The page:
David Davis ditches resignation plan and signs up to Theresa May's backstop proposal
David Davis has ditched plans to quit the Government following showdown talks with Theresa May over her approach to Brexit.
Allies of the Brexit Secretary said it was "50/50" whether he would resign ahead of a crunch meeting with the Prime Minister to discuss her plans for a "backstop" agreement with Brussels to avoid a hard Irish border.
Mr Davis was angry that Mrs May's proposal - which will be published later today - does not include a specific end date, leading to concerns that the UK will be tied to the EU indefinitely.
But following "constructive" talks in the Prime Minister's Commons office this morning, Number 10 said they were confident Mr Davis would still be in his job by the end of today.
It is thought to be the fifth time the Brexit Secretary has considered resigning but eventually backed down.
That means he has agreed to sign up to the contents of the four-page document, which would only come into force if no other solution was found to the problem of maintaining an invisible border between Northern Ireland and the Republic.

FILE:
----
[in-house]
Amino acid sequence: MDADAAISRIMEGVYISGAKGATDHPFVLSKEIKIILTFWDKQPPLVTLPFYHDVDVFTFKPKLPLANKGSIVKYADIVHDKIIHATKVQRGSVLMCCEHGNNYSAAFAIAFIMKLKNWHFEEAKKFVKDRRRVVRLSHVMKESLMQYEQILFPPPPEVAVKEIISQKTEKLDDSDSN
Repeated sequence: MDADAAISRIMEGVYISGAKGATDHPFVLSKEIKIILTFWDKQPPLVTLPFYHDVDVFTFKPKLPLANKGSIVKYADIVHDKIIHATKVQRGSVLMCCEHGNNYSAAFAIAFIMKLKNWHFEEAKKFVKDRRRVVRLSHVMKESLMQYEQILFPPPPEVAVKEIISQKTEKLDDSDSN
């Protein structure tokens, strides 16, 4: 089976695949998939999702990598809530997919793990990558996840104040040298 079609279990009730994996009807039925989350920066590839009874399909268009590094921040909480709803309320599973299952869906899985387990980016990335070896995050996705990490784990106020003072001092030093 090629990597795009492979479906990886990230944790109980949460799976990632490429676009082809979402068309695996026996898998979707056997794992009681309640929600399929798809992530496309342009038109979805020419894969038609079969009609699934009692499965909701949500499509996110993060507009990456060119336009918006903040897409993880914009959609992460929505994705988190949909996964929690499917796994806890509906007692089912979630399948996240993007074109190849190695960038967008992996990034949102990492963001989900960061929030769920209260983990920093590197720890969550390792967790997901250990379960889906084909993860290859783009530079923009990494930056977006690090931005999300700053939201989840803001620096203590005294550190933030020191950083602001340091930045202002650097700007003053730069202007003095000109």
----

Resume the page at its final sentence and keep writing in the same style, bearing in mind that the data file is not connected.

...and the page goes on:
It is expected to be discussed and formally approved by Mrs May's Brexit war Cabinet later this afternoon.
However reports emerged at midday that Mr Davis had been called back in to see the Prime Minister because the previous meeting had ended with no conclusion.
Mrs May also held talks with Mr Davis's fellow Brexiteer Cabinet colleagues Boris Johnson and Liam Fox. Again, Number 10 said they have been "constructive".
The Brexit Secretary had made clear his frustration following a speech in London yesterday.
He said: "The detail of this is being discussed at the moment. It's been through one Cabinet committee, it's going to another one and it will be improper of me to pre-empt the negotiation there but I suspect it will be fairly decisive tomorrow."
Asked if he would have to resign if the backstop document was published without his approval, Mr Davis replied: "That's a question I think for the Prime Minister, to be honest."
Mr Davis is also known to be unhappy at delays to the publication of a government White Paper setting out what it wants to achieve from Brexit.
He said: "There's lots of stories about the White Paper and my views. My general response is in debates in Whitehall between fast and slow, I normally vote for fast. That's probably a given."